Mothers often wonder whether there are any Islamic “milestones” for young children that they should work towards. Or how to start teaching Islam to the young ones. At the age of two to four we are talking about instilling a pure belief in their hearts coupled with good actions. It is not about making them memorise chapters of Quran, making them pray or having other extraordinary expectations. We should realise that learning in an on-going process. At a young age, children learn many things simply by “observing” those around them. I believe that “observation” acts as a very powerful learning tool. So, it is very important that the mothers “show” their children what they “need” to see. Because, after observation comes imitation. So, our focus really should be to provide a rich Islamic environment at home as well as to develop a good character for them to model.
Here are some ways in which you can do this:
1. Establish Salah/ Prayer at home.
Our children must see us doing our daily prayers regularly. They should see that Salah is a significant part of our lives. Your child should see that no matter how busy, sick or where his or her mother is, she never misses a prayer. Your toddler doesn’t have to join you in your prayers at all. However, to keep your child involved you may buy them an adorable hijab/ kandora and their own little Musallah/ prayer mat.
2. Recite the Quran.
Your children should see and “hear” you reciting the Quran. They should see you being moved by its verses. They should see you pondering over its meanings. Although this may seem to have no immediate benefit but the picture of their mother reciting the Quran and humbling herself will stick in their minds forever which will encourage them to follow your example. If a mother however only recites it with her tongue without any effect being seen on her face then the child most probably will end up reading like a parrot too without feeling any need for pondering. In addition to your own recitation you can also play Quranicrecitation audios at home when your children are up and around. If your young child is ready for it, you can help them memorise a short surah or two. But remember, the goal is to bond your child with the Quran and not to make him a recorder.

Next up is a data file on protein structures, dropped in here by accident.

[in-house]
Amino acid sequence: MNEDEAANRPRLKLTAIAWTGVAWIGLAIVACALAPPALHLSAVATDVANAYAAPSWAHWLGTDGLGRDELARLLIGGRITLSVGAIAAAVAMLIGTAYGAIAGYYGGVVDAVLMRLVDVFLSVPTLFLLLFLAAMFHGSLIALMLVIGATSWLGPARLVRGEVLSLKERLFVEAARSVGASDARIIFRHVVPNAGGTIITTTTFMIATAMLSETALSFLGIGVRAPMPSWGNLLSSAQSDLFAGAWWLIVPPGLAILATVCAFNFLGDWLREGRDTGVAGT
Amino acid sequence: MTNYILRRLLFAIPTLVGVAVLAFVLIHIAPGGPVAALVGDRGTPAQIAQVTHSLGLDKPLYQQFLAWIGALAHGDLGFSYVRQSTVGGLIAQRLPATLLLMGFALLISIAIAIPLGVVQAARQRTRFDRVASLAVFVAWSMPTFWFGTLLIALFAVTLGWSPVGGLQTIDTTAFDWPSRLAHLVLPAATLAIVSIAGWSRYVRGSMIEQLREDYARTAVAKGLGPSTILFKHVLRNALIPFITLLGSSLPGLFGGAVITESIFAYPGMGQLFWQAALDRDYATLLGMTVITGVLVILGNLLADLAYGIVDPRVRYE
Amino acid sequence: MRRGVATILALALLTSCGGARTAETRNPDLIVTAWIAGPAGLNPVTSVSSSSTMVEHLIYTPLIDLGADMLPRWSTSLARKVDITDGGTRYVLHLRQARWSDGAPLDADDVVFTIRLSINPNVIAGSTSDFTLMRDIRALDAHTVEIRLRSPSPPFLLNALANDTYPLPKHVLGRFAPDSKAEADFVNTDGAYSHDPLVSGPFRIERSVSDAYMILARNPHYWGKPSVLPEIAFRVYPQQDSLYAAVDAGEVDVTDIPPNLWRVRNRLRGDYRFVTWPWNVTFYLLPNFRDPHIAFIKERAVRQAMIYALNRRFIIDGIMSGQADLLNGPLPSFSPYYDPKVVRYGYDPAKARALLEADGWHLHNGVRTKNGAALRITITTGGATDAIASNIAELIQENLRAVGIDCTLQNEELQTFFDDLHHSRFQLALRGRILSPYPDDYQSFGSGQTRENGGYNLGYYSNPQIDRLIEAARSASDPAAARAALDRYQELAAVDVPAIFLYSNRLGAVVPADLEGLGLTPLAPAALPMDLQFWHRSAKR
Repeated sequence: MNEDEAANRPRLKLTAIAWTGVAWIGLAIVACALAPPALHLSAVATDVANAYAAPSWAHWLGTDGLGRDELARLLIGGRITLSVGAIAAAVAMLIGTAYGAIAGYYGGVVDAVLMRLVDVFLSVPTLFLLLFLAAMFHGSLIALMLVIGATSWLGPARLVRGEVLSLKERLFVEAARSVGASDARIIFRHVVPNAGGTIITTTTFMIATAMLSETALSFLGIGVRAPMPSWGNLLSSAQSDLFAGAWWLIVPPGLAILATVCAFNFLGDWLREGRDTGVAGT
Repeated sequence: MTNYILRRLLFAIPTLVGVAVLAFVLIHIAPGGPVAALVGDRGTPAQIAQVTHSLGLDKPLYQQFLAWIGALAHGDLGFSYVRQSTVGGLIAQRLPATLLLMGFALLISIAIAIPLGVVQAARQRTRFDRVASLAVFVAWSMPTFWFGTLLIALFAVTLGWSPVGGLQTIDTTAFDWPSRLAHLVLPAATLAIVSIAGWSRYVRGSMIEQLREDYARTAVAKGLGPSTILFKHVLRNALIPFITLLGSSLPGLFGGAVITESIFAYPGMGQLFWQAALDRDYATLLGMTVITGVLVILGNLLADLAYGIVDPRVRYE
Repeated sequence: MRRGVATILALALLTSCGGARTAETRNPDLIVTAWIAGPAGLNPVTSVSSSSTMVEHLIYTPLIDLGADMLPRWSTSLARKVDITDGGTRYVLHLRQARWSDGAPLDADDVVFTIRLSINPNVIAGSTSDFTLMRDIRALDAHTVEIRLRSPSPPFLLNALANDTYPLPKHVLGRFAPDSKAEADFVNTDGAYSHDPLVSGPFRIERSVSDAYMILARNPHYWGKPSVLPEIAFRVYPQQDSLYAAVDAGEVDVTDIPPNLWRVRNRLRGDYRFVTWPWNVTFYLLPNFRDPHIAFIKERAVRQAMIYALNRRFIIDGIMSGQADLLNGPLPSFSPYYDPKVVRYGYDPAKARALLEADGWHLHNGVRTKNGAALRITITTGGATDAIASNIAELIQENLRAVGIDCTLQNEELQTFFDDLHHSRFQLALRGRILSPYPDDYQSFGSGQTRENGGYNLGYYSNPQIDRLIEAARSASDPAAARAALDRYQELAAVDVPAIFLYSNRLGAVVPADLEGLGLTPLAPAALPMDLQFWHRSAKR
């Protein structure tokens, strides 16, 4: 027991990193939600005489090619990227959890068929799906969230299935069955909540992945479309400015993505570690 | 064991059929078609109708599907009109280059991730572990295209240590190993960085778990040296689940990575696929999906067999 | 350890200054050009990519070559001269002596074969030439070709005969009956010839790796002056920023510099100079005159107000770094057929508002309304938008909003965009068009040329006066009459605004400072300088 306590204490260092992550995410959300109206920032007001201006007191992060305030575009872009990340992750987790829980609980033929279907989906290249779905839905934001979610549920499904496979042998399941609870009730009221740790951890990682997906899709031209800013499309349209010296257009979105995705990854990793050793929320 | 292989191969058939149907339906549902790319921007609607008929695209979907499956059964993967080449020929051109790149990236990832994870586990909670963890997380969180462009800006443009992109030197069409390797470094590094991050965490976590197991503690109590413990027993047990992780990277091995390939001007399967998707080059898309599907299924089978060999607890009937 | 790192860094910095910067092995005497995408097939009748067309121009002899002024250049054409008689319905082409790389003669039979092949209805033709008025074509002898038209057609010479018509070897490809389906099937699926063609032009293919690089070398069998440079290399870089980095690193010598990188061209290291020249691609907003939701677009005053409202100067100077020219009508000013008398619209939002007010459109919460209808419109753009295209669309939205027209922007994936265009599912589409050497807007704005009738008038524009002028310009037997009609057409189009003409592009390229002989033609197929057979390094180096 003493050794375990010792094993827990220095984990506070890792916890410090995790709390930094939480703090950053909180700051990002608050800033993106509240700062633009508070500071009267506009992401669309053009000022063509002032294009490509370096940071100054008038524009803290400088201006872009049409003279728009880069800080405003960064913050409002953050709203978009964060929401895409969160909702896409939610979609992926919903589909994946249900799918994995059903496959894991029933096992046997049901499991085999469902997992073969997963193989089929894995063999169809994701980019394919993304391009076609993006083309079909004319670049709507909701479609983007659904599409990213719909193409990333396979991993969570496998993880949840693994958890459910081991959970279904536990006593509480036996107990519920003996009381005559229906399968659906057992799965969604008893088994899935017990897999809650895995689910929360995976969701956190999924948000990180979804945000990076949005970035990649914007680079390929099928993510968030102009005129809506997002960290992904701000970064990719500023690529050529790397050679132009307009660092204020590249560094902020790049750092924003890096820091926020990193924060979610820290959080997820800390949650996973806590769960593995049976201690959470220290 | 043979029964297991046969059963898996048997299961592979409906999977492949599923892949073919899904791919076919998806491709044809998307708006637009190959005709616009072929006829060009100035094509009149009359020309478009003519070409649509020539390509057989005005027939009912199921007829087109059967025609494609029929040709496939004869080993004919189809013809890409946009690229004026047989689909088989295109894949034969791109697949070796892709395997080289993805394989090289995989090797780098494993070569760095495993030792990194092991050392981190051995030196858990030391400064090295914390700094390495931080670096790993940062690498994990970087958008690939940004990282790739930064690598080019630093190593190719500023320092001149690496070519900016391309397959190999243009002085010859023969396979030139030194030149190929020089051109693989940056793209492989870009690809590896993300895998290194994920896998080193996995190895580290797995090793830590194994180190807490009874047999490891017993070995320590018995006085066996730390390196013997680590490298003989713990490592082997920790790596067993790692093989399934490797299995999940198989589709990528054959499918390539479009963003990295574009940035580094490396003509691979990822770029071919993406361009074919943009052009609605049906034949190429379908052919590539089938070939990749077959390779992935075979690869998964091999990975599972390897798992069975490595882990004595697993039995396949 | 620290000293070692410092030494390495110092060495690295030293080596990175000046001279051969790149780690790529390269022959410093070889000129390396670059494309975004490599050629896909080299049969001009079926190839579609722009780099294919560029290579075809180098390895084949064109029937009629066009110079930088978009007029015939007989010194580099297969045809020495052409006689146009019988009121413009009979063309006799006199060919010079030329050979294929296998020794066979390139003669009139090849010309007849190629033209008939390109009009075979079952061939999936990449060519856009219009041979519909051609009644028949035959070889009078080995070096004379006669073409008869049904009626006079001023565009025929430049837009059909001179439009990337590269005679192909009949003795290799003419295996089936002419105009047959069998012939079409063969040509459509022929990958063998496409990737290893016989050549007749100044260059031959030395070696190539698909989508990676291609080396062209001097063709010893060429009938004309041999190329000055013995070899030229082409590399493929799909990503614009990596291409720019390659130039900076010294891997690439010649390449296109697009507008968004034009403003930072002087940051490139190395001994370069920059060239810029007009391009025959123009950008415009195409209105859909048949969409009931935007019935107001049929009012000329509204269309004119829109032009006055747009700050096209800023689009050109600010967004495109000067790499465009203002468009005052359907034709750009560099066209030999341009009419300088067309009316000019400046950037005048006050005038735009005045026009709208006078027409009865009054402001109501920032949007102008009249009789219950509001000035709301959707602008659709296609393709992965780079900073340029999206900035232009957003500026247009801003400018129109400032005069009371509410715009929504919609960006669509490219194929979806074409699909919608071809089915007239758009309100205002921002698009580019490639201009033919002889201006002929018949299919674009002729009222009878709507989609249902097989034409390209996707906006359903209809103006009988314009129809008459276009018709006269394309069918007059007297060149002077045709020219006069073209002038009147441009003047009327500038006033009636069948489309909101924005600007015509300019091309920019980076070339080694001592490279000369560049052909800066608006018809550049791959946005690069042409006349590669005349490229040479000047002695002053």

3. Engage in righteous activities.
Be an example for your children on how to spend one’s time by always being engaged in useful and righteous activities. A child who sees his or her mother wasting her time during the day will most probably not learn to value his or her time. Teaching children to value their time is one of the best lessons you can give them. Read Islamic books, listen to Islamic lectures, gain Islamic knowledge, memorise the Quran, engage in a beneficial project or just sit in a corner of your home in devotion for sometime. Mothers often complain that their young ones make a fuss when they are engaged in some kind of learning. However, if you are constant yet flexible, your children will soon start cooperating with you – Insha’Allah.
4. Be part of righteous gatherings.